Going Dark for the Holidays

Today is the last day of the Thanksgiving Holiday, the second weekend in a row I’ve had off. I have done nothing except cook. eat, sleep and play stupid puzzle games. It has been remarkably renewing. The opposite of profitable, but renewing. Which brings me to this entry.

December begins tomorrow. That is usually a busy month for me; hopefully the last two weeks are not an indicator of how busy I’ll be this year. I need to wrap up phase one of a writing project by the end of the month, and there is a personal writing project I’ve been putting off far too long.

So what I’m saying is, I’m going to stop pretending and simply announce that, likely, this space is going dark for the rest of the year. This downtime has been nice, but I need more. I haven’t watched a movie in more than a week, because – and I find this hilarious – if I watched any more, I’d have to write about them, and this entry was getting ungainly long already. That’s the epitome of putting the cart before the horse. So, before I close this tab on my browser, here’s a shorter version of that ever-growing blog post:

ghost-catchers-1Ghost Catchers (1944) is Olsen and Johnson’s third movie for Universal, the first being Hellzapoppin’, which I raved about last time. Fortunately, it’s up on Vimeo in its entirety, as is their second movie, Crazy House.

Studio execs had ground them way down by this time (it is probably telling that their last picture is titled See My Lawyer, and reportedly has very little Olsen and Johnson in it), to the point that once more we have two movies occupying the same space, but there isn’t even the uneasy truce between them that made Hellzapoppin’ great. Olsen and Johnson find themselves in an Abbott & Costello knockoff (typically, they make a meta joke about it), and the best sequence involves a jitterbug exorcism to cast out the one actual ghost in the whole thing. Mel Torme is supposedly in that, and so is Morton Downey Sr., providing far more entertainment value in five minutes than his son did in an entire career. Chic Johnson seems to be on nitrous, so constant is his giggling. I should have watched Hellzapoppin’ again.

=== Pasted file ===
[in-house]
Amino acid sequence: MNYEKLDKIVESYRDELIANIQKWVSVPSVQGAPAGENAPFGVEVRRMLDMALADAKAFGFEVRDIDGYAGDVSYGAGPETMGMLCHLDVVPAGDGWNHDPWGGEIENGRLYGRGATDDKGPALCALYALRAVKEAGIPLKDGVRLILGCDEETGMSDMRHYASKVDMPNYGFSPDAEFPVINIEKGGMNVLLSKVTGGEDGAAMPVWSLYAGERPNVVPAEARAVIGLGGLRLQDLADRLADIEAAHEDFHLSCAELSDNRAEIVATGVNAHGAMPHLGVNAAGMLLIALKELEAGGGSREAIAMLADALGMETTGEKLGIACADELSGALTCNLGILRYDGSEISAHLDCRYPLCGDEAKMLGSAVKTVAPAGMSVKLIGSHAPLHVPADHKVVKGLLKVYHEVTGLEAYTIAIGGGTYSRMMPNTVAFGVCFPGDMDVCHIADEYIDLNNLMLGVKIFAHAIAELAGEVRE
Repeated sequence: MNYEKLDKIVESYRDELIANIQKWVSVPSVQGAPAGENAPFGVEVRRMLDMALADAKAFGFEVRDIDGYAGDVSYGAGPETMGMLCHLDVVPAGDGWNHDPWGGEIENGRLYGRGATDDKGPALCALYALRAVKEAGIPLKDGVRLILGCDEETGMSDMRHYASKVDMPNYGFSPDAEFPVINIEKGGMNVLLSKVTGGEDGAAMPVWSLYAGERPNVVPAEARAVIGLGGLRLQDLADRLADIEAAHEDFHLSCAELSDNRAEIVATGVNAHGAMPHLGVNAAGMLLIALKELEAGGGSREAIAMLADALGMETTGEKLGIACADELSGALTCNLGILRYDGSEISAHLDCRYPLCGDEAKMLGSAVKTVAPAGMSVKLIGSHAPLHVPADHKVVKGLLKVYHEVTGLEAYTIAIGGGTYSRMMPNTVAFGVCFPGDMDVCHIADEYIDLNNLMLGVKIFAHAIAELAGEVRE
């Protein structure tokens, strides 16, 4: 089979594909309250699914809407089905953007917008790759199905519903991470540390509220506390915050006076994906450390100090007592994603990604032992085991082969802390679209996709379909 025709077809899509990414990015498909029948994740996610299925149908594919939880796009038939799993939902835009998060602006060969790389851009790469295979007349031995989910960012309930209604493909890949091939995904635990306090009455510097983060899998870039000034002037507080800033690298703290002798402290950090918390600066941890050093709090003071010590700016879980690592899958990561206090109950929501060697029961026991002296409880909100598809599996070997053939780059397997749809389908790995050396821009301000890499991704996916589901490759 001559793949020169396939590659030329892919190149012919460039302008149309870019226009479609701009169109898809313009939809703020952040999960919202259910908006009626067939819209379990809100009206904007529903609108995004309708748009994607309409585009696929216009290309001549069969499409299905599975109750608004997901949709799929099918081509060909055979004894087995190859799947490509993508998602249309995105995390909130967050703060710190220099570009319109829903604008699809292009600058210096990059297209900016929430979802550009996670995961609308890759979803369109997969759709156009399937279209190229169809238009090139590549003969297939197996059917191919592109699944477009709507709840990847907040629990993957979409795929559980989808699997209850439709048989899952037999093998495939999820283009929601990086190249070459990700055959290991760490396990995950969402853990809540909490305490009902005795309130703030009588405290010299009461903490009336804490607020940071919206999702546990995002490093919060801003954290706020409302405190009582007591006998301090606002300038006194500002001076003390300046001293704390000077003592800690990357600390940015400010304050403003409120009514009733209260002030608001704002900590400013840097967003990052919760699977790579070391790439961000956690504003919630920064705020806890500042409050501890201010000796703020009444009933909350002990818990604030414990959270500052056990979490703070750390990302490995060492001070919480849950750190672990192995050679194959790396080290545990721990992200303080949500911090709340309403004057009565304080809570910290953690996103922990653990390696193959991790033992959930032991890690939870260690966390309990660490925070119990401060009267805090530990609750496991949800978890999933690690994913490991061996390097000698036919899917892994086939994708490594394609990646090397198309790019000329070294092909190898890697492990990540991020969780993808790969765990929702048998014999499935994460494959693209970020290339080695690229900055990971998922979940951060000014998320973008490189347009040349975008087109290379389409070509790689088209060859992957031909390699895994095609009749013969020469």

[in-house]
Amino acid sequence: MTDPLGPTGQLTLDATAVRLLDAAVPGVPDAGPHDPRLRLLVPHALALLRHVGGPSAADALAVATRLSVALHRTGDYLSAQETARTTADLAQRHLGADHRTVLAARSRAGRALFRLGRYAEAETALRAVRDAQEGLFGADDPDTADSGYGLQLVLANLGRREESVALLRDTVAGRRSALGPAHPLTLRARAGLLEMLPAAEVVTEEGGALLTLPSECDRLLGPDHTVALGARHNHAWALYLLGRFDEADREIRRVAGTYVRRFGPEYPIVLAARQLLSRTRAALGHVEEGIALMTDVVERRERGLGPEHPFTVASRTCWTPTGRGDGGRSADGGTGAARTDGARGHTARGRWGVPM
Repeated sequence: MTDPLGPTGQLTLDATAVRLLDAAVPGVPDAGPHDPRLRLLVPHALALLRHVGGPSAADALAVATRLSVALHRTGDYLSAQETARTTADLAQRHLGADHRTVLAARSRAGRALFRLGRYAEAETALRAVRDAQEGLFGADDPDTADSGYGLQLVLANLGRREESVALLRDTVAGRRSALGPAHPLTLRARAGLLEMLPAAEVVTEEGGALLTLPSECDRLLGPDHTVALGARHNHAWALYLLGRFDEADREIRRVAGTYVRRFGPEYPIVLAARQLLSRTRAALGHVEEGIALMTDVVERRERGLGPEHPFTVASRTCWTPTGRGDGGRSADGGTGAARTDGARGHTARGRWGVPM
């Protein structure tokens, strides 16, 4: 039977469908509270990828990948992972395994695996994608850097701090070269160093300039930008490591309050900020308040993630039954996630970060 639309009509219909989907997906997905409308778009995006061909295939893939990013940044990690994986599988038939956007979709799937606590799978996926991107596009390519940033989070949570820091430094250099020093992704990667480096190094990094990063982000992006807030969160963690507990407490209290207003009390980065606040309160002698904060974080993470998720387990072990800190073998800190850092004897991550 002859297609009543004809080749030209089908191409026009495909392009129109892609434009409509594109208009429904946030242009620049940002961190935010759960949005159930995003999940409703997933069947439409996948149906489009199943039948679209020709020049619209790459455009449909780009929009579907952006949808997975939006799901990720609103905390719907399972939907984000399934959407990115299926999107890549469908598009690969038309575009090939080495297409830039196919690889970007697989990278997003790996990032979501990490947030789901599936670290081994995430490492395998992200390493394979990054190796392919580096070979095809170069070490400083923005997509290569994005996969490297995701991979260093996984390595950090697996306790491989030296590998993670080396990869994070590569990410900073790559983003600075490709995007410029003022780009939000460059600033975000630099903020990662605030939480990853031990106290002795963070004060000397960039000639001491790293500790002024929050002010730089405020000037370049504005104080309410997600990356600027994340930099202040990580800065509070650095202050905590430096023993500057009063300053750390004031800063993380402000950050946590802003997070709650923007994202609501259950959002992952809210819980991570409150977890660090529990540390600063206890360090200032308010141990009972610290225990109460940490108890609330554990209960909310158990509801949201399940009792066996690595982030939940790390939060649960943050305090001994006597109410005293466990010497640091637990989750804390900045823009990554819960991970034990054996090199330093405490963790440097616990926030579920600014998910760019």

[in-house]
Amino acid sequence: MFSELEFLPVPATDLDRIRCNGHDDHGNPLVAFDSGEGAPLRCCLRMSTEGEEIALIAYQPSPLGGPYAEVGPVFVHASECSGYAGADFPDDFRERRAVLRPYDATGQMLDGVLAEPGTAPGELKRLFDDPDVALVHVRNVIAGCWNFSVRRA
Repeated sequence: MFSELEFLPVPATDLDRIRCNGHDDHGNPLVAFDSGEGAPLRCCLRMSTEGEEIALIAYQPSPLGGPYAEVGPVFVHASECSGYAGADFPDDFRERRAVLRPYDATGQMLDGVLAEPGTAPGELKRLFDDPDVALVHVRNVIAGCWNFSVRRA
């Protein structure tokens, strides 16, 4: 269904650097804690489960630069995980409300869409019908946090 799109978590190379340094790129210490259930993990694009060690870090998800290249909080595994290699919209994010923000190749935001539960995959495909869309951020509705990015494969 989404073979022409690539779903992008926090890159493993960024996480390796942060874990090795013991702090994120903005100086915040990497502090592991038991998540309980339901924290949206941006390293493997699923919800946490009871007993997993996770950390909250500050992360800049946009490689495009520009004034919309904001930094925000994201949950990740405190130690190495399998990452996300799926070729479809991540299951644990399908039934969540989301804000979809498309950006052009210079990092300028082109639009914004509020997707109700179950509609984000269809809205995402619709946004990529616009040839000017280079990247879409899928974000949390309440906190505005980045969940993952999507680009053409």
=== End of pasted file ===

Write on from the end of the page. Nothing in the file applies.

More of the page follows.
downloadI went over to Rick’s to watch more movies; now, normally, Rick and I, during these outings, watch a better quality of film. During the last sojourn at Dave’s, however, when I showed Wheeler and Woolsey’s Diplomaniacs, Rick became a hardcore convert to the cause of W&W. We had been interested in So This Is Africa, their sole movie for Columbia (during a contract dispute with RKO), and reportedly one of their most heavily censored. Alas, my suspicions were correct, as not only does this movie suffer from the lack of Joe Mankiewicz’s lunatic scripting, but the print is pretty heavily and obviously cut, so much so that Rick and I took to marking each instant with scissor motions in the hour while hissing, “Filth!”

The best bit is an out-of-left-field riff on Eugene O’Neill’s Strange Interlude, which would have been brilliant had the Marx Brothers not done it three years before in Animal Crackers.

CTA1113_originalWe next watched what is the best thing I’ve seen all week, which is the recent Criterion blu-ray of A Hard Day’s Night. The image is a crisp, clean black-and-white and the sound features a lovely 5.1 remix that serves the songs well. The movie stands as a milestone for any number of reasons, but mainly as a testament to letting creative types have their head, and how important is good timing. The Beatles occupied one of those rare intersections where talent and desire were in the right place at the right time, and it was amazing that Richard Lester and writer Alun Owen could break the precedent of other rock musicals to actually allow their stars to show their differing personalities, to be themselves by playing larger versions of themselves.